Themes & Topics


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Trivia & Factoids


Bloopers & Blunders:
Interest Rate Hike and Stock Prices


"With fears of an interest rate hike fading, Wall Street said goodbye to the second quarter Friday on a powerful rally in the technology sector and bond market.

The Nasdaq Composite again posted the most impressive gain, rising 19.01 points to 1,185.02.

. . .

The Dow Jones industrial average shrugged off the strength in the bond market and sank 22.90 points to 5,654.63." (CNNfn, June 28, 1996)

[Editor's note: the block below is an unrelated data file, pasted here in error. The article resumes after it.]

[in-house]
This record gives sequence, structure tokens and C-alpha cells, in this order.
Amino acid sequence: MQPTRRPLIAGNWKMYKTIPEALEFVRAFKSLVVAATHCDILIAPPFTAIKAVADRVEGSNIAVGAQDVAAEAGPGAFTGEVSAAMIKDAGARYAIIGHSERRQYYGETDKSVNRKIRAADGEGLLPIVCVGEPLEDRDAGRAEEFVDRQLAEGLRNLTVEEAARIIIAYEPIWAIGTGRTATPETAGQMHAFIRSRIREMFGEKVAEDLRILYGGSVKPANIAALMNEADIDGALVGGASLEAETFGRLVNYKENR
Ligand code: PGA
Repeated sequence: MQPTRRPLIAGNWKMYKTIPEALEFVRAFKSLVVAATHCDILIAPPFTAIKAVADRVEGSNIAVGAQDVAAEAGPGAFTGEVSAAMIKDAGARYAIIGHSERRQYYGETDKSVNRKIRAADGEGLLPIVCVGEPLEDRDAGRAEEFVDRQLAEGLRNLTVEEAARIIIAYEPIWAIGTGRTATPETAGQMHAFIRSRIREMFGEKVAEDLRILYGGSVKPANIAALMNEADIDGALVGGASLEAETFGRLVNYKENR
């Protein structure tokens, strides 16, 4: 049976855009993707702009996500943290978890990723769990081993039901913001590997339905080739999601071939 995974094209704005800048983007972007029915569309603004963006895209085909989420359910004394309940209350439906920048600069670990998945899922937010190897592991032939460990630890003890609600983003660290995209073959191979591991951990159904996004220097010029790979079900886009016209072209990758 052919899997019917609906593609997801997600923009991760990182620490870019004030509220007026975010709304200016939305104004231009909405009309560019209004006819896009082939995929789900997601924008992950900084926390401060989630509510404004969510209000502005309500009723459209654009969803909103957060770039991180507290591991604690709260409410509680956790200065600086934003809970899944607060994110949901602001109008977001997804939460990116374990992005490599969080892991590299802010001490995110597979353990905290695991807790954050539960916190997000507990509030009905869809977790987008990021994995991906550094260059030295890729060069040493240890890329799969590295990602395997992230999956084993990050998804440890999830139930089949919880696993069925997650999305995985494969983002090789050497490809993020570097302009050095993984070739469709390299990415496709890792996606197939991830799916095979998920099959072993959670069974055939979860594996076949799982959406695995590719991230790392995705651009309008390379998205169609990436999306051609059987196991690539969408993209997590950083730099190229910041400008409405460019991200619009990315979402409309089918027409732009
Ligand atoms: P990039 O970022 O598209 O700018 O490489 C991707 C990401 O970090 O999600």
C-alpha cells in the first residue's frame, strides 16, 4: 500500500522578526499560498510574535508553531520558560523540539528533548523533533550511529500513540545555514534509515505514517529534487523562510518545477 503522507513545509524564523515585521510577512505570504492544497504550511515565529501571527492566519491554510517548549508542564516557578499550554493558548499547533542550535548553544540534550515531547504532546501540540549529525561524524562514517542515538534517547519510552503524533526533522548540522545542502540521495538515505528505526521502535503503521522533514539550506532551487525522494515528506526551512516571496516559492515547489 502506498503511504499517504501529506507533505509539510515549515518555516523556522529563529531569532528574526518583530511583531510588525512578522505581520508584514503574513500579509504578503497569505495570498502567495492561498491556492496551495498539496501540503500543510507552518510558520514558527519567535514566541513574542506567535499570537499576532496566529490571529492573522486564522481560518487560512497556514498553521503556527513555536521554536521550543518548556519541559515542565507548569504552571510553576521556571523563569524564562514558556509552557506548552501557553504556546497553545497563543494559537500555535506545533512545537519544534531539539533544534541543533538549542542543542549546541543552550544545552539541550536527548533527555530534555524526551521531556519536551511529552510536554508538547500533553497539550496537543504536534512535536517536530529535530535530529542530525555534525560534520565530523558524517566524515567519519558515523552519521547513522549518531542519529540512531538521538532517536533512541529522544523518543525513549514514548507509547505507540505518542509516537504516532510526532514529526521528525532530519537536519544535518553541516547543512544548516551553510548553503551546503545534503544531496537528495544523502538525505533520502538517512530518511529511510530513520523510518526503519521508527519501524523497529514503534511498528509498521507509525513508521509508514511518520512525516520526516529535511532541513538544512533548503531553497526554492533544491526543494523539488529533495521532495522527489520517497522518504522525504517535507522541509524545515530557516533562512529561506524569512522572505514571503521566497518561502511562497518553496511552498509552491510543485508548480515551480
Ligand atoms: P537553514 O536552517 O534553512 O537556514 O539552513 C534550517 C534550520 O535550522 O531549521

Why did fears and the strength in the bond market have different impacts on the Nasdaq market and on the Dow Jones? Stocks, in general, react negatively to increases in interest rates (i.e., stock prices and interest rates are negatively correlated). Thus, fading investors’ fear of an interest rate hike should, other things being equal, boost stock prices.

There are a number of plausible rationalizations for having these two markets reacting in the opposite direction: market prices include an unpredictable random element; in addition there was news impacting these two groups of stocks in opposite directions. Since there wasn’t other major news on that day, the "random element" is probably the most likely explanation for the opposite movement of these two stock groups.

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